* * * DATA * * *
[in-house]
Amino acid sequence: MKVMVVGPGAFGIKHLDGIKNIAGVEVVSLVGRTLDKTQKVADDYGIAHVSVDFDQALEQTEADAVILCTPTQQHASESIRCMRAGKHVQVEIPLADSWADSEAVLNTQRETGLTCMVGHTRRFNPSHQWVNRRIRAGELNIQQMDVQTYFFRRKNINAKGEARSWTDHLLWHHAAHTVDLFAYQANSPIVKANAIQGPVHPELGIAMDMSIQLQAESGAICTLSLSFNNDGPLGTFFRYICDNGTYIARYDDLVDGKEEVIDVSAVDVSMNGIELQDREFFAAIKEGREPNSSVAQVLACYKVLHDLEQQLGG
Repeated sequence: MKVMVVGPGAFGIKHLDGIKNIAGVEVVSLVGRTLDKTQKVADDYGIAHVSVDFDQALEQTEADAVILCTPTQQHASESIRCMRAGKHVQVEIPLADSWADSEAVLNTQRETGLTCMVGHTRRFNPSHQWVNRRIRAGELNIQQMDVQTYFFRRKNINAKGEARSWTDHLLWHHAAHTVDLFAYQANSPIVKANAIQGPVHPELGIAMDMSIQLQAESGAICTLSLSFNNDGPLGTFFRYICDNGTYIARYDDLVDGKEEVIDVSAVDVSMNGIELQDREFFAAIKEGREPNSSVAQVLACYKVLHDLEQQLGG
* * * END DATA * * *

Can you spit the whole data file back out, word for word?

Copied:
[in-house]
Amino acid sequence: MKVMVVGPGAFGIKHLDGIKNIAGVEVVSLVGRTLDKTQKVADDYGIAHVSVDFDQALEQTEADAVILCTPTQQHASESIRCMRAGKHVQVEIPLADSWADSEAVLNTQRETGLTCMVGHTRRFNPSHQWVNRRIRAGELNIQQMDVQTYFFRRKNINAKGEARSWTDHLLWHHAAHTVDLFAYQANSPIVKANAIQGPVHPELGIAMDMSIQLQAESGAICTLSLSFNNDGPLGTFFRYICDNGTYIARYDDLVDGKEEVIDVSAVDVSMNGIELQDREFFAAIKEGREPNSSVAQVLACYKVLHDLEQQLGG
Repeated sequence: MKVMVVGPGAFGIKHLDGIKNIAGVEVVSLVGRTLDKTQKVADDYGIAHVSVDFDQALEQTEADAVILCTPTQQHASESIRCMRAGKHVQVEIPLADSWADSEAVLNTQRETGLTCMVGHTRRFNPSHQWVNRRIRAGELNIQQMDVQTYFFRRKNINAKGEARSWTDHLLWHHAAHTVDLFAYQANSPIVKANAIQGPVHPELGIAMDMSIQLQAESGAICTLSLSFNNDGPLGTFFRYICDNGTYIARYDDLVDGKEEVIDVSAVDVSMNGIELQDREFFAAIKEGREPNSSVAQVLACYKVLHDLEQQLGG